More recently we’ve taken on a different challenge. The Pathshala graduation and post graduate course on film and television have been accredited by Dhaka University. This has also meant significant changes to our structure. Teachers are now required to have formal degrees. Practices such as internship are not recognised as being ‘credit’ worthy. The courses are situated in the social sciences department so elements such as economics, gender studies, media and culture theory, which had earlier been incorporated into our photography curriculum, are now becoming stand alone courses. While we recognise the value of formal accreditation, we need to ensure that the sterile educational environment and rote learning, that we have worked so hard to pull ourselves away from, doesn’t creep back into our back yard. Getting university academic structures to accept that practice-based photography work has scholarly merit is not going to be easy. Accepting that the fine young photographers we have groomed into being equally fine teachers, are the right persons to teach, despite not having formal degrees is another hurdle we’ll need to deal with. The plan is to inject vibrancy into a sterile system, rather than lumbering ourselves with the weight of bureaucracy. Only time will tell whether we can pull it off. While it is true that there are students who enroll because they think they don’t have to study in a photography school (an idea quickly dispelled at Pathshala), it is not academic rigour that we reject, but lethargic modes of assessment which value cloning and memory over creativity and intelligence. Our intellectual outcome and the future of the school will rely on our creativity and our guile to craft a less-tread but acceptable route.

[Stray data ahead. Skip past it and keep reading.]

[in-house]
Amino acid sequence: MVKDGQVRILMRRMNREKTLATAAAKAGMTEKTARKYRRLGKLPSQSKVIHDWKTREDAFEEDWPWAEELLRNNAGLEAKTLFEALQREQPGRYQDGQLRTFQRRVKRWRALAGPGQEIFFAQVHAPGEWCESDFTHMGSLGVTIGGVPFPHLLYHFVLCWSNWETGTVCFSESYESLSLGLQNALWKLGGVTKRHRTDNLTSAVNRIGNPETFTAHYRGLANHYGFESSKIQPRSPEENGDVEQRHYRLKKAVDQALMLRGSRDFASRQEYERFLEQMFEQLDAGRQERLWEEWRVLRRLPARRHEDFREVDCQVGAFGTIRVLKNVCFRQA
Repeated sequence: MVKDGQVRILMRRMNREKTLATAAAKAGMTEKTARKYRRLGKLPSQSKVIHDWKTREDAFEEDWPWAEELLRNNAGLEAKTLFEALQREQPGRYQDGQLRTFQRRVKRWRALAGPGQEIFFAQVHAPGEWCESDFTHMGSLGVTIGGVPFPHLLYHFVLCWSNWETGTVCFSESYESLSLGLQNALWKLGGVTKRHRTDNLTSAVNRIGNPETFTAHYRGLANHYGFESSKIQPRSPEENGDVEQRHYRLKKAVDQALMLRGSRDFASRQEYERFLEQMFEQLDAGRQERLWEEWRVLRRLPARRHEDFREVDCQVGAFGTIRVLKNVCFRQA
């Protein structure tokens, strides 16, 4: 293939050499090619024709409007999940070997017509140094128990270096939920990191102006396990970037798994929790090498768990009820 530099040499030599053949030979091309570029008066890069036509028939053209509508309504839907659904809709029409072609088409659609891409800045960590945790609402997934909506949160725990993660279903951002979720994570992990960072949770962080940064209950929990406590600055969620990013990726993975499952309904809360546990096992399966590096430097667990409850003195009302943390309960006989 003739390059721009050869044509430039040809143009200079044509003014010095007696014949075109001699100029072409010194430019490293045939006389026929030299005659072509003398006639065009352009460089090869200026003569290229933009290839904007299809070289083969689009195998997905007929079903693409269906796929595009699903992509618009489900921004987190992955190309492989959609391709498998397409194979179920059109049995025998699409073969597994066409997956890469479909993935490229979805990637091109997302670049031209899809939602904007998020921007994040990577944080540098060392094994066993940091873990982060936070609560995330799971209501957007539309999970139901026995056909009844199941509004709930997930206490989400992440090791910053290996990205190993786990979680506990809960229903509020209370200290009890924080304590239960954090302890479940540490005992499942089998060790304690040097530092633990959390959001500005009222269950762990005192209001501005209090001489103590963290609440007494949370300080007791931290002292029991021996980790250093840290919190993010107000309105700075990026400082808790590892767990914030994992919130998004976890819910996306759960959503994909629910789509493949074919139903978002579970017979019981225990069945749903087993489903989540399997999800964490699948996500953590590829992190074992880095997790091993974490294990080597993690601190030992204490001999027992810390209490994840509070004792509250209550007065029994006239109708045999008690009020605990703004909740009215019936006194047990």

Pathshala campusThe Pathshala campus is also an experimental gallery.


Opening of Kalpana’s Warriors exhibition by Shahidul Alam at Drik Gallery with students Sadia Rahman (left) and Aungmakhai Chak (right) reciting poems of resistance.


Work by former student Debashish Chakrabarty on the July 2016 cover of British Journal of Photography.